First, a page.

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A two-minute morning routine that guarantees a good start to the day



  A two-minute morning routine that guarantees a good start to the day


by Neil Pasrisha, author of You Are Awesome

Be willing to be a beginner every morning. ”
—Meister Eckhart

Do you know the cliché Catholic confessional scene from the movies?

"Bless me, Father, for I have sinned," the mob says, on bent knees, behind the metal grid. "I put Tony-Faced Tony in a vice at the deli and chopped him out of the family."

I did not grow up Catholic, but it always seemed interesting to me that the confession was a religious practice.

I looked at this as part of my research for my new book on resilience You Are Awesome: How to Navigate Change, Wrestle with Failure and Live an Intentional Life. I found it's not just Catholicism! The confession is an integral part of many world religions from Catholicism to Islam to Judaism to Mormonism to Buddhism.

During the ages of our species that came to their own, across different geographies, different times, different backgrounds, we were somehow all wise enough to include a little emotional geyser of confession as part of how we lived and worshiped together .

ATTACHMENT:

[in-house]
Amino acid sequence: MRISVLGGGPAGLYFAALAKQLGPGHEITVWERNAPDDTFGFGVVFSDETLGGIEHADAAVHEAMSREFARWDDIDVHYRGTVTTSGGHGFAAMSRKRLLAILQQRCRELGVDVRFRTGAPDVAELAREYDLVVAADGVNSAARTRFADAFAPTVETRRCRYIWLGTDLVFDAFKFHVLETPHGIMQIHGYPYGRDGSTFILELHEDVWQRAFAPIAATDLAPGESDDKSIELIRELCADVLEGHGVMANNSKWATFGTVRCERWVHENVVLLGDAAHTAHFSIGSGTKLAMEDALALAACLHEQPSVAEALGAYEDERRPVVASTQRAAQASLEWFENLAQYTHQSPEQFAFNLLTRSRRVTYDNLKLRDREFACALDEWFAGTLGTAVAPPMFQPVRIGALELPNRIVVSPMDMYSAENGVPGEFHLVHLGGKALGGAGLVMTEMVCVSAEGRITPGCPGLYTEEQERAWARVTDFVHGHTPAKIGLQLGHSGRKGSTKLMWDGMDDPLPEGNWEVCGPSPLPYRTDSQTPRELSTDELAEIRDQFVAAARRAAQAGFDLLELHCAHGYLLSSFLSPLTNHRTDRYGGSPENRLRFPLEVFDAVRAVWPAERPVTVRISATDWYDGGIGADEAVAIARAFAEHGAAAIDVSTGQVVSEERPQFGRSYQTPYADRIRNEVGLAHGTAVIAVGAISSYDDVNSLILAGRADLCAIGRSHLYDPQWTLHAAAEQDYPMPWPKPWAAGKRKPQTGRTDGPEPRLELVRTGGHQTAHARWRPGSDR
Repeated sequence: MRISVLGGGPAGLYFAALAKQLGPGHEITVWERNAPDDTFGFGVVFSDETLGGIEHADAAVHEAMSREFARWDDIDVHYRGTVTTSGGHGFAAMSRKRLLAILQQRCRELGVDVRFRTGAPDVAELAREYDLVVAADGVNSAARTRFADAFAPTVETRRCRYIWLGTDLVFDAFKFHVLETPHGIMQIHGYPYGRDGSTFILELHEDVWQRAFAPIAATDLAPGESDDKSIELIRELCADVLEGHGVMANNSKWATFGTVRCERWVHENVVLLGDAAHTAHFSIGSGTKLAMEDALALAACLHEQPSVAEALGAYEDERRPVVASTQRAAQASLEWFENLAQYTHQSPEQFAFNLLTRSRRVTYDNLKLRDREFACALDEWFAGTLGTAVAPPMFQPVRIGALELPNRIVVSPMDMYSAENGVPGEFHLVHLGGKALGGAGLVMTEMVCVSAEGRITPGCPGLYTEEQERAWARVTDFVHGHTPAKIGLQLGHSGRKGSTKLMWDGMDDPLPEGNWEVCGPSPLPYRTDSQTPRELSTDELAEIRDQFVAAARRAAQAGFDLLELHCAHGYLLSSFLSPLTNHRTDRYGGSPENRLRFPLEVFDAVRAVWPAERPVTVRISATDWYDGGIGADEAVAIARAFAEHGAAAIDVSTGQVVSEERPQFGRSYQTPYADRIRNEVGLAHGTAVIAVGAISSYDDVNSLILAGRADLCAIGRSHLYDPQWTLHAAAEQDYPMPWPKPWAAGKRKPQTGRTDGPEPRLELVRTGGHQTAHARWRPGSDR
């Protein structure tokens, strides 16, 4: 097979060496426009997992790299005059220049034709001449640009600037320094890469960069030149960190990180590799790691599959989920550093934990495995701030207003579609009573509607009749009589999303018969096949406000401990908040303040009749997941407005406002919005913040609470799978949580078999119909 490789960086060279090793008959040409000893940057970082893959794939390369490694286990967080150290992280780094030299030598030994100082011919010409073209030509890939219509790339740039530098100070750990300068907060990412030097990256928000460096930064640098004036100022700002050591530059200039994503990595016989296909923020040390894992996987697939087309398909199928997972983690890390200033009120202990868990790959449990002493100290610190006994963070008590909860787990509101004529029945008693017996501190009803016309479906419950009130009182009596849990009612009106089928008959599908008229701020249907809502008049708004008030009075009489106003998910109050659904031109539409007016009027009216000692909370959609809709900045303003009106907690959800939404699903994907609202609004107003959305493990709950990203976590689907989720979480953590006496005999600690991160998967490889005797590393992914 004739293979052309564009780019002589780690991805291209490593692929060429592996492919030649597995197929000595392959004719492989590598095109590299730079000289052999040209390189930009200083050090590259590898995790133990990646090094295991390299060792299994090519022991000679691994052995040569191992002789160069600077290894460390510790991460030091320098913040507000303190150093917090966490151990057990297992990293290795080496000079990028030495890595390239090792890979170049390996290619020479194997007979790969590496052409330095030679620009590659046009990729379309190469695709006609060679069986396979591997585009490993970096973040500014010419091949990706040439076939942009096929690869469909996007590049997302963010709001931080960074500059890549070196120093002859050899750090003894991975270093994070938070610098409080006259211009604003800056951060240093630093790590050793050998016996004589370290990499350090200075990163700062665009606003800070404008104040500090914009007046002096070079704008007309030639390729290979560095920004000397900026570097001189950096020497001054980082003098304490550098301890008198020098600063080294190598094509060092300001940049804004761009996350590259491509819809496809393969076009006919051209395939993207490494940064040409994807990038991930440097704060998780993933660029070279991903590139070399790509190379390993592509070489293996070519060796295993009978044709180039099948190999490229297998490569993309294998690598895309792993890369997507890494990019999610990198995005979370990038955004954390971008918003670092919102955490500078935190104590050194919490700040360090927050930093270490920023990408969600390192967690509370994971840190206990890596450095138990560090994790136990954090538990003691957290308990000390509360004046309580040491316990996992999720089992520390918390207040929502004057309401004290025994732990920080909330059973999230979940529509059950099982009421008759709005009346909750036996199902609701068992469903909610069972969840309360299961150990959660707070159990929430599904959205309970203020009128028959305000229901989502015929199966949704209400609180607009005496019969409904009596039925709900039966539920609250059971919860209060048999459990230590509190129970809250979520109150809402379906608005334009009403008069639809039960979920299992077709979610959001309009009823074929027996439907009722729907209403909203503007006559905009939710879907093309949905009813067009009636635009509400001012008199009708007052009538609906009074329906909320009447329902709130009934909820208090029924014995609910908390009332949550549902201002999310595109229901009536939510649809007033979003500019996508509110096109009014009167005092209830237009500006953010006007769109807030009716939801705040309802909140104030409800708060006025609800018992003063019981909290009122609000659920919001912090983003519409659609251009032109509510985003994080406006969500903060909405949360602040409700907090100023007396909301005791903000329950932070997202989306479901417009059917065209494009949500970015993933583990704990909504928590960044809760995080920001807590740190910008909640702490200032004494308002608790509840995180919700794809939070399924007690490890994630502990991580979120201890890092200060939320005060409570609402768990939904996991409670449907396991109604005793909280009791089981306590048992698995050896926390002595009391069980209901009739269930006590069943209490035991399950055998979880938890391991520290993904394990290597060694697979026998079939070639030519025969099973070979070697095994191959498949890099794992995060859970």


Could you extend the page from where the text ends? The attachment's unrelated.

Why?

It seems to me if we can process and articulate a worry of conscious swimming in our brains. . . we actually pull them out of our minds. We extract them. We eradicate them. The concerns are being pulled out of the wet dirt below and suddenly sitting like little little worms on the hot sidewalk in front of us where, during today's hot glare, we just know that they will not stick around.

The thing is today we live in an increasingly secular society. Many of us live without a confessional. I think this is why we have seen the emergence of websites that PostSecret, an incredible project where Frank Warren collects, curates and publishes anonymous artistic confessions created on postcards sent to him. What is this little confession project? An almost billion hit site, six New York Times bestsellers and a top-rated TED Talk. Plus, the postcard confessions themselves go around galleries around the world and live on the Smithsonian.

We want to admit. We have to admit. We have to admit. We have a common desire to pull out and process things we worry about instead of letting them sit deep inside and party.

Some fascinating research published in Science magazine by neuroscience Stefanie Brassen and her colleagues supports how healing it can be to reveal. Their study, titled Don't Look Back in Anger!: Responsiveness to Missed Opportunities for Successful and Failed Aging, shows that minimizing regret as we age creates greater satisfaction and happiness. The research also shows that holding on to repentance causes us to take more aggressive and risky measures in the future. So the healthiest and happiest people are aware of their regrets and then choose to release them.